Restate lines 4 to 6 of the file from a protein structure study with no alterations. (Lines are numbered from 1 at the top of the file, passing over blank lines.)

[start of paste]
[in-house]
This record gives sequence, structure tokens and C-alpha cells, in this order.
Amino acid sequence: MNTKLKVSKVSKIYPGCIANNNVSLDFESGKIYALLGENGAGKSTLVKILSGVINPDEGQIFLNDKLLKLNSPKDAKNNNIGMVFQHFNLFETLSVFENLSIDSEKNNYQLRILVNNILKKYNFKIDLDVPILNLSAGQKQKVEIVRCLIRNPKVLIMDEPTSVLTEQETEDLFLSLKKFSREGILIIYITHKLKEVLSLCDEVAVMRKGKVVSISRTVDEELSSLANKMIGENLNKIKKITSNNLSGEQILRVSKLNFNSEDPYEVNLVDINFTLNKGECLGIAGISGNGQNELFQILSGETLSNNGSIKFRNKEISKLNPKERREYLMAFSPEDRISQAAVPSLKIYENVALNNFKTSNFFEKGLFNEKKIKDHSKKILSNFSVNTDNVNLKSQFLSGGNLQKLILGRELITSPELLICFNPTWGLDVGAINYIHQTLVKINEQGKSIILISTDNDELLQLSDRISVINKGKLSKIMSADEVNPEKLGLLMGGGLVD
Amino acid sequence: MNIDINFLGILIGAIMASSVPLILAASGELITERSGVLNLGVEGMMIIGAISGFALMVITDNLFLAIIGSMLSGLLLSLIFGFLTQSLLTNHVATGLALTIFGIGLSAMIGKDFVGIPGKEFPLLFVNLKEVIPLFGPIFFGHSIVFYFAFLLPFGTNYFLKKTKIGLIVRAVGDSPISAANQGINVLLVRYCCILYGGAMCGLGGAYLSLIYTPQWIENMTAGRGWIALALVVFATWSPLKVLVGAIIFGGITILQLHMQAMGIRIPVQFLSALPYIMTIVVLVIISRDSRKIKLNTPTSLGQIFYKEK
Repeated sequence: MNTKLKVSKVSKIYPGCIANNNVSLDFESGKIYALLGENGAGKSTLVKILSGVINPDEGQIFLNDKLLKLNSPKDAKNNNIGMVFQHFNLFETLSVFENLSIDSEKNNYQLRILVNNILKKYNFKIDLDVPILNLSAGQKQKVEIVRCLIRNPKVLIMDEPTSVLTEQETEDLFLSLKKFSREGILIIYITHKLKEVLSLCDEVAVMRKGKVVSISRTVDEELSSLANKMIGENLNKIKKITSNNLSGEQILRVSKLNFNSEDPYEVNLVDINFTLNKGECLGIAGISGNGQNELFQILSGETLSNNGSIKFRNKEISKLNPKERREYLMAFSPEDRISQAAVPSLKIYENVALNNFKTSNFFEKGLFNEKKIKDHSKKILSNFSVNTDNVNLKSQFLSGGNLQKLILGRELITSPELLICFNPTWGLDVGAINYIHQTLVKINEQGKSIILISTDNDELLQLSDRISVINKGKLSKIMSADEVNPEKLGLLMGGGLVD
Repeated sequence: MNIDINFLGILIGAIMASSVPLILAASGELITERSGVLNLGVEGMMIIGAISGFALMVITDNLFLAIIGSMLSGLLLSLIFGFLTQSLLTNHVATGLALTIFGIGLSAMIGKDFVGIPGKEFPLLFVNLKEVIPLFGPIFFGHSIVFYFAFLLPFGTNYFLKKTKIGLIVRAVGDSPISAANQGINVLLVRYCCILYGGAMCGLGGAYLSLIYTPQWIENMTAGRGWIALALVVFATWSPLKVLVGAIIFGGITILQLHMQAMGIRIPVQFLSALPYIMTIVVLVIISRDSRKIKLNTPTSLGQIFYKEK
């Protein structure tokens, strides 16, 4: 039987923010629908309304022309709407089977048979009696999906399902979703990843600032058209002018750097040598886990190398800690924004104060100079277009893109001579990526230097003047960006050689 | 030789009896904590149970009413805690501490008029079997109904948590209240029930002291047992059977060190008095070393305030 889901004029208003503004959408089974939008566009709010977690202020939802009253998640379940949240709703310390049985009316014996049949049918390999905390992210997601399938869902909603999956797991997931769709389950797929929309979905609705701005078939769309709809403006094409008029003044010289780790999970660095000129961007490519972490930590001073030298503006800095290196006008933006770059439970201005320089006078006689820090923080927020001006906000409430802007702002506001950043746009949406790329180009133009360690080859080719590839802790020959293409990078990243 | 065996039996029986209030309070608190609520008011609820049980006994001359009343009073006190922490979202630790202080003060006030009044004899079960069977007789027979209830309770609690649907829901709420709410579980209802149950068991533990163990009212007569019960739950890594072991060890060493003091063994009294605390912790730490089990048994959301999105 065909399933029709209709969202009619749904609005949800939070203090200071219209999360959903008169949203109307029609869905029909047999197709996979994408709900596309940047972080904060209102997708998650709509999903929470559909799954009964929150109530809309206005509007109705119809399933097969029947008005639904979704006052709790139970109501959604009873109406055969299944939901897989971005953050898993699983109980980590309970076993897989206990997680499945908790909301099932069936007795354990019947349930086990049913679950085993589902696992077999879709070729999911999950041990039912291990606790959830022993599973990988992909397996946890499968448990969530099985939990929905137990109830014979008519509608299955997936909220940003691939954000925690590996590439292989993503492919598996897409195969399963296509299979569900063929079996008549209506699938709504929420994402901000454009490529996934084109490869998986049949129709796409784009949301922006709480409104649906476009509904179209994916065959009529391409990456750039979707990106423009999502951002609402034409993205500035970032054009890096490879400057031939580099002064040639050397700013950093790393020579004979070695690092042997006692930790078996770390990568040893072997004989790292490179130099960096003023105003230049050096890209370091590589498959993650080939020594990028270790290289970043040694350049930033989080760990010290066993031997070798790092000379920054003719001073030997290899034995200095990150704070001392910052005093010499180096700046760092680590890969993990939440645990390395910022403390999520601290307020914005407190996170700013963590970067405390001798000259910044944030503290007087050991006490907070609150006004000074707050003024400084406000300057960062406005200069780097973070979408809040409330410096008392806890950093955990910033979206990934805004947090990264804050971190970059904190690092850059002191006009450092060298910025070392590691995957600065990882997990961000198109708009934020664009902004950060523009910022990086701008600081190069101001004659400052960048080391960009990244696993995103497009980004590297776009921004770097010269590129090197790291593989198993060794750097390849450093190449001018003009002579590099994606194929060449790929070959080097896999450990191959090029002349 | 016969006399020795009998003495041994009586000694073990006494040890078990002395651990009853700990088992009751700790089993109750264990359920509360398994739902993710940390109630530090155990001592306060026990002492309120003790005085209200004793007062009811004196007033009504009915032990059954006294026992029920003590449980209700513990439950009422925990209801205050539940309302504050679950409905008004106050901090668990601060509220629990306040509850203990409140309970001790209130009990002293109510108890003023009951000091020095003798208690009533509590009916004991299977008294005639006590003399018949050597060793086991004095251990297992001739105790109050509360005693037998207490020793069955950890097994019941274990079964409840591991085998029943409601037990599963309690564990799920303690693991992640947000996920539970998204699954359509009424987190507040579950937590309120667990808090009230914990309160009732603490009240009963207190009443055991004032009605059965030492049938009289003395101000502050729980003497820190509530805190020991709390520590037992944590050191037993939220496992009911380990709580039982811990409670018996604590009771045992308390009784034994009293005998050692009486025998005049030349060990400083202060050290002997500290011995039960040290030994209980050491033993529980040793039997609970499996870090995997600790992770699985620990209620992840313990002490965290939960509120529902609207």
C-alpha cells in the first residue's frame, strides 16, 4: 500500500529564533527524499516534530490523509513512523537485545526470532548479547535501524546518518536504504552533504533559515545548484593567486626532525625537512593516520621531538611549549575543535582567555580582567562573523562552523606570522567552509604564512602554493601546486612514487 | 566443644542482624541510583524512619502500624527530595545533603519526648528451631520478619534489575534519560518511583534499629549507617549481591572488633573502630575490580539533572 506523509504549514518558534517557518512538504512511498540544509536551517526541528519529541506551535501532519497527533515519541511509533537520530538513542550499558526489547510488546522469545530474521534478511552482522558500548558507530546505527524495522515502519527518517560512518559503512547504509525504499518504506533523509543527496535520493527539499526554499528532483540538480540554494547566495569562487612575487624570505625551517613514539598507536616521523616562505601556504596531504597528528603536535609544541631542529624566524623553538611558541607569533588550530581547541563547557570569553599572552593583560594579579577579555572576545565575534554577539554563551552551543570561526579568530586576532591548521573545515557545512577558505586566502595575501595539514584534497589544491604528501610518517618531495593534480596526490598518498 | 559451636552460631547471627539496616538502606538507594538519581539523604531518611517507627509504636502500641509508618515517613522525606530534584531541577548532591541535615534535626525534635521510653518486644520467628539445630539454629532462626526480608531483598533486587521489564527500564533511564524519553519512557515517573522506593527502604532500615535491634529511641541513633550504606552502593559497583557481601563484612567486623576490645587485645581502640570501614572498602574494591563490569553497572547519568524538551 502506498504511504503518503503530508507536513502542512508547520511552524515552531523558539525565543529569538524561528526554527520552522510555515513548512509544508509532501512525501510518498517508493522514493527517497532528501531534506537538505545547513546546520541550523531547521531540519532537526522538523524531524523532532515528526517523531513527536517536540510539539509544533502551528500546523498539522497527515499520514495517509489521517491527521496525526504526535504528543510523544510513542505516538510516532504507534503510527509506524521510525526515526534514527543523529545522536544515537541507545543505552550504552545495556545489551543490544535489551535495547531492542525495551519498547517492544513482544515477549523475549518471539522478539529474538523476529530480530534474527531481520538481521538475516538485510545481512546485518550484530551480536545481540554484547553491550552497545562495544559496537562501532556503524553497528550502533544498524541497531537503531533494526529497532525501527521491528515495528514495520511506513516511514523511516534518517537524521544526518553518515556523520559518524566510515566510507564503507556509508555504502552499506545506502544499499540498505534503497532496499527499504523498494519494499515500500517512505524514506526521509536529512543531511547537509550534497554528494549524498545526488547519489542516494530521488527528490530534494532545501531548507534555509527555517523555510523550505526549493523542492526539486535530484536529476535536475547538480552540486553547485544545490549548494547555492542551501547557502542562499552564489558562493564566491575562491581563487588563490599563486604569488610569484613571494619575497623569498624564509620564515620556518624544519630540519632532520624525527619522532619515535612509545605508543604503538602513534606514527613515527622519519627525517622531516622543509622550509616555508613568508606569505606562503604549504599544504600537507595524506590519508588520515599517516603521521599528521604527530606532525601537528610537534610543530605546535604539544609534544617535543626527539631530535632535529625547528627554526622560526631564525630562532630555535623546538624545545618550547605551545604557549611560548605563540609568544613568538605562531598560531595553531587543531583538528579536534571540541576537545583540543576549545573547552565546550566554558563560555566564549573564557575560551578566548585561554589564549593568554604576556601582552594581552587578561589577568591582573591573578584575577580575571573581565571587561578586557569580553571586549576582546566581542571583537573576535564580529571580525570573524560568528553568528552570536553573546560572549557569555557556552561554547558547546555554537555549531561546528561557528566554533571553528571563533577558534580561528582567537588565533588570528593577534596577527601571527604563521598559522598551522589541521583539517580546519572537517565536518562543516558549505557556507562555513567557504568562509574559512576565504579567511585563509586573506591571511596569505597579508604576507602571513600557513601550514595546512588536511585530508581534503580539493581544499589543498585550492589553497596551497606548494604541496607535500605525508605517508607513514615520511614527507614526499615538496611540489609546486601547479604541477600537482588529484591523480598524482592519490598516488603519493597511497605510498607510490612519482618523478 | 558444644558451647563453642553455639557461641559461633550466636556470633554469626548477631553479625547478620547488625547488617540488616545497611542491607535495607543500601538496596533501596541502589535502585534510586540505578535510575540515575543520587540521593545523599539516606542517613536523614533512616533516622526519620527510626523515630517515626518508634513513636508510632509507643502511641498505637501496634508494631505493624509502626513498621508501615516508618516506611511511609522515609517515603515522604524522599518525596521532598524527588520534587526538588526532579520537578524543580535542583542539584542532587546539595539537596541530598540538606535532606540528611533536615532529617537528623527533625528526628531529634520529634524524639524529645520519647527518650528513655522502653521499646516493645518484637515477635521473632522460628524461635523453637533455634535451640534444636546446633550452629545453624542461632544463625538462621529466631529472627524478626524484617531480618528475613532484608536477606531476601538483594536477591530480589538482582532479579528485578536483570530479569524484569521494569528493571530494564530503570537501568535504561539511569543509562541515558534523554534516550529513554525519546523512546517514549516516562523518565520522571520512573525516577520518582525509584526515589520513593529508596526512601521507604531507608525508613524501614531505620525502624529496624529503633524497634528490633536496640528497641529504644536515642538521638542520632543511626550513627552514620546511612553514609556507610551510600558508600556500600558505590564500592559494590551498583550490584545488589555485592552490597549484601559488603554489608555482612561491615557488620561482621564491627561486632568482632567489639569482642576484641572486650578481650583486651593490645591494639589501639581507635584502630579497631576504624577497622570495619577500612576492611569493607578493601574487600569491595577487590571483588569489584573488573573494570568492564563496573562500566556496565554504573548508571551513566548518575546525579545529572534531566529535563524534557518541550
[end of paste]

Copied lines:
Amino acid sequence: MNIDINFLGILIGAIMASSVPLILAASGELITERSGVLNLGVEGMMIIGAISGFALMVITDNLFLAIIGSMLSGLLLSLIFGFLTQSLLTNHVATGLALTIFGIGLSAMIGKDFVGIPGKEFPLLFVNLKEVIPLFGPIFFGHSIVFYFAFLLPFGTNYFLKKTKIGLIVRAVGDSPISAANQGINVLLVRYCCILYGGAMCGLGGAYLSLIYTPQWIENMTAGRGWIALALVVFATWSPLKVLVGAIIFGGITILQLHMQAMGIRIPVQFLSALPYIMTIVVLVIISRDSRKIKLNTPTSLGQIFYKEK
Repeated sequence: MNTKLKVSKVSKIYPGCIANNNVSLDFESGKIYALLGENGAGKSTLVKILSGVINPDEGQIFLNDKLLKLNSPKDAKNNNIGMVFQHFNLFETLSVFENLSIDSEKNNYQLRILVNNILKKYNFKIDLDVPILNLSAGQKQKVEIVRCLIRNPKVLIMDEPTSVLTEQETEDLFLSLKKFSREGILIIYITHKLKEVLSLCDEVAVMRKGKVVSISRTVDEELSSLANKMIGENLNKIKKITSNNLSGEQILRVSKLNFNSEDPYEVNLVDINFTLNKGECLGIAGISGNGQNELFQILSGETLSNNGSIKFRNKEISKLNPKERREYLMAFSPEDRISQAAVPSLKIYENVALNNFKTSNFFEKGLFNEKKIKDHSKKILSNFSVNTDNVNLKSQFLSGGNLQKLILGRELITSPELLICFNPTWGLDVGAINYIHQTLVKINEQGKSIILISTDNDELLQLSDRISVINKGKLSKIMSADEVNPEKLGLLMGGGLVD
Repeated sequence: MNIDINFLGILIGAIMASSVPLILAASGELITERSGVLNLGVEGMMIIGAISGFALMVITDNLFLAIIGSMLSGLLLSLIFGFLTQSLLTNHVATGLALTIFGIGLSAMIGKDFVGIPGKEFPLLFVNLKEVIPLFGPIFFGHSIVFYFAFLLPFGTNYFLKKTKIGLIVRAVGDSPISAANQGINVLLVRYCCILYGGAMCGLGGAYLSLIYTPQWIENMTAGRGWIALALVVFATWSPLKVLVGAIIFGGITILQLHMQAMGIRIPVQFLSALPYIMTIVVLVIISRDSRKIKLNTPTSLGQIFYKEK